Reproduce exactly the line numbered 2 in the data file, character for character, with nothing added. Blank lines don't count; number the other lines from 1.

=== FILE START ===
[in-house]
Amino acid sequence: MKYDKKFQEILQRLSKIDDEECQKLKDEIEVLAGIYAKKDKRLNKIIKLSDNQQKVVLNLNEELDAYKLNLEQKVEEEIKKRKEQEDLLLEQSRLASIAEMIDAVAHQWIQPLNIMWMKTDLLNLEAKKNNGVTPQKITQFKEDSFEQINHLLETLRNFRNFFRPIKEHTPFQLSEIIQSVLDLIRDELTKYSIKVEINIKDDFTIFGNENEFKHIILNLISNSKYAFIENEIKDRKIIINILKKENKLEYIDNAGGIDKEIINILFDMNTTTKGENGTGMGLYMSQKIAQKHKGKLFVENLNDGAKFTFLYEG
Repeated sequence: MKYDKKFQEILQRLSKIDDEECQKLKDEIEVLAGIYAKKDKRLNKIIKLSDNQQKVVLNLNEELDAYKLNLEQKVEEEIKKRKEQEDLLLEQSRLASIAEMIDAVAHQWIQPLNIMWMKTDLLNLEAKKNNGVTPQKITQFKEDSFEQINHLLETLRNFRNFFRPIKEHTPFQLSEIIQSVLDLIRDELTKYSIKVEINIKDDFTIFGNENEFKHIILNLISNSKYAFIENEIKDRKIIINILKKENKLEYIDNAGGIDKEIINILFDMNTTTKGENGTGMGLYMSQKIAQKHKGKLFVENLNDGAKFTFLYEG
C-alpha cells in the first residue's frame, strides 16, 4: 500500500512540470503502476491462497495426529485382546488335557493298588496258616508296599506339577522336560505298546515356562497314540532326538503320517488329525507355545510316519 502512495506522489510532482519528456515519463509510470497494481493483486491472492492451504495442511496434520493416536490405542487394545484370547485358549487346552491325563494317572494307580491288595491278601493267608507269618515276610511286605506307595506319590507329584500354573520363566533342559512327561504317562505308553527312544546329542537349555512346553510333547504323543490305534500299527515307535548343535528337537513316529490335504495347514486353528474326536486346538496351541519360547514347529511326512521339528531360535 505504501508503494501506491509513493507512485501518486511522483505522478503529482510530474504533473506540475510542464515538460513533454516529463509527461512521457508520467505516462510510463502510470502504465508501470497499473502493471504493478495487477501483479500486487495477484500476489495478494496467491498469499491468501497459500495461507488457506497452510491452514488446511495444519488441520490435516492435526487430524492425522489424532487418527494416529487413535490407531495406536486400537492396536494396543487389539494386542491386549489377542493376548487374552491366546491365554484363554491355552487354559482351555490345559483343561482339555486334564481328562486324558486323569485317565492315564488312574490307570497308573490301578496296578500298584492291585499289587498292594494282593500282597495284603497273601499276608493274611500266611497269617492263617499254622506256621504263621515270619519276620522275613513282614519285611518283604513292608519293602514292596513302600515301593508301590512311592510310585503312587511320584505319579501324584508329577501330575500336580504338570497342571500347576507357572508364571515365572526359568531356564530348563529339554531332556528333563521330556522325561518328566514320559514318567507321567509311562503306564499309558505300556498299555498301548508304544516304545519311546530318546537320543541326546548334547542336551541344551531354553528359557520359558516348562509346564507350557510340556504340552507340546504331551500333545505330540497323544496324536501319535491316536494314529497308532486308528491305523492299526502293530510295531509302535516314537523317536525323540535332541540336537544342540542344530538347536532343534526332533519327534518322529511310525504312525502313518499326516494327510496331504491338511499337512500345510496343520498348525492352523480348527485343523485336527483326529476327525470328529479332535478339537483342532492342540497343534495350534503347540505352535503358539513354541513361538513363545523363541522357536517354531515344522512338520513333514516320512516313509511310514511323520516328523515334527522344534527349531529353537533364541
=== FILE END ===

Amino acid sequence: MKYDKKFQEILQRLSKIDDEECQKLKDEIEVLAGIYAKKDKRLNKIIKLSDNQQKVVLNLNEELDAYKLNLEQKVEEEIKKRKEQEDLLLEQSRLASIAEMIDAVAHQWIQPLNIMWMKTDLLNLEAKKNNGVTPQKITQFKEDSFEQINHLLETLRNFRNFFRPIKEHTPFQLSEIIQSVLDLIRDELTKYSIKVEINIKDDFTIFGNENEFKHIILNLISNSKYAFIENEIKDRKIIINILKKENKLEYIDNAGGIDKEIINILFDMNTTTKGENGTGMGLYMSQKIAQKHKGKLFVENLNDGAKFTFLYEG